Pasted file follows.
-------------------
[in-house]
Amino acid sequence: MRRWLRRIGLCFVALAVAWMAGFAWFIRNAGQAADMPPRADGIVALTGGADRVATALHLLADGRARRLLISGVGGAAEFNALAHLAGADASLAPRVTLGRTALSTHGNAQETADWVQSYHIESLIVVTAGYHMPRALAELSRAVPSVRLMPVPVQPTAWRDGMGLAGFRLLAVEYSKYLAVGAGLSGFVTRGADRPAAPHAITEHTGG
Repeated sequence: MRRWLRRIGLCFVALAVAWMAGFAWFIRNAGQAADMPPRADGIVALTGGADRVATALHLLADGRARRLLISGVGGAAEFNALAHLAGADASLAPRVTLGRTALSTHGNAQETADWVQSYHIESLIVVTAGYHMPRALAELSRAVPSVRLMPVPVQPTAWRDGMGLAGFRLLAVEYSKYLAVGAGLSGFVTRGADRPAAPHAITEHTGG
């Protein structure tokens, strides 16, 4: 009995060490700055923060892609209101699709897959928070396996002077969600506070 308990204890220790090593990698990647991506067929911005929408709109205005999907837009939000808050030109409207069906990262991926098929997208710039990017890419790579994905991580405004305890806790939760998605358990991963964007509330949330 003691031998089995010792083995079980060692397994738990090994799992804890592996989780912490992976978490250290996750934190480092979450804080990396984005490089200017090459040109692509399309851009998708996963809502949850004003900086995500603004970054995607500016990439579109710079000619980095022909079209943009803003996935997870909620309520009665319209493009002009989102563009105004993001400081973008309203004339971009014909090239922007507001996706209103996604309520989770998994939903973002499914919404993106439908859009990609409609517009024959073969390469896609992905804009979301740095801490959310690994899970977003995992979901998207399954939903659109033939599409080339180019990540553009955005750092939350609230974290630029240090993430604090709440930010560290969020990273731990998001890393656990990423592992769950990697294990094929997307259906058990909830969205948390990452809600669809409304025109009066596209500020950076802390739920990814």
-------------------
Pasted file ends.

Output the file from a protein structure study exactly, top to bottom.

[in-house]
Amino acid sequence: MRRWLRRIGLCFVALAVAWMAGFAWFIRNAGQAADMPPRADGIVALTGGADRVATALHLLADGRARRLLISGVGGAAEFNALAHLAGADASLAPRVTLGRTALSTHGNAQETADWVQSYHIESLIVVTAGYHMPRALAELSRAVPSVRLMPVPVQPTAWRDGMGLAGFRLLAVEYSKYLAVGAGLSGFVTRGADRPAAPHAITEHTGG
Repeated sequence: MRRWLRRIGLCFVALAVAWMAGFAWFIRNAGQAADMPPRADGIVALTGGADRVATALHLLADGRARRLLISGVGGAAEFNALAHLAGADASLAPRVTLGRTALSTHGNAQETADWVQSYHIESLIVVTAGYHMPRALAELSRAVPSVRLMPVPVQPTAWRDGMGLAGFRLLAVEYSKYLAVGAGLSGFVTRGADRPAAPHAITEHTGG
């Protein structure tokens, strides 16, 4: 009995060490700055923060892609209101699709897959928070396996002077969600506070 308990204890220790090593990698990647991506067929911005929408709109205005999907837009939000808050030109409207069906990262991926098929997208710039990017890419790579994905991580405004305890806790939760998605358990991963964007509330949330 003691031998089995010792083995079980060692397994738990090994799992804890592996989780912490992976978490250290996750934190480092979450804080990396984005490089200017090459040109692509399309851009998708996963809502949850004003900086995500603004970054995607500016990439579109710079000619980095022909079209943009803003996935997870909620309520009665319209493009002009989102563009105004993001400081973008309203004339971009014909090239922007507001996706209103996604309520989770998994939903973002499914919404993106439908859009990609409609517009024959073969390469896609992905804009979301740095801490959310690994899970977003995992979901998207399954939903659109033939599409080339180019990540553009955005750092939350609230974290630029240090993430604090709440930010560290969020990273731990998001890393656990990423592992769950990697294990094929997307259906058990909830969205948390990452809600669809409304025109009066596209500020950076802390739920990814």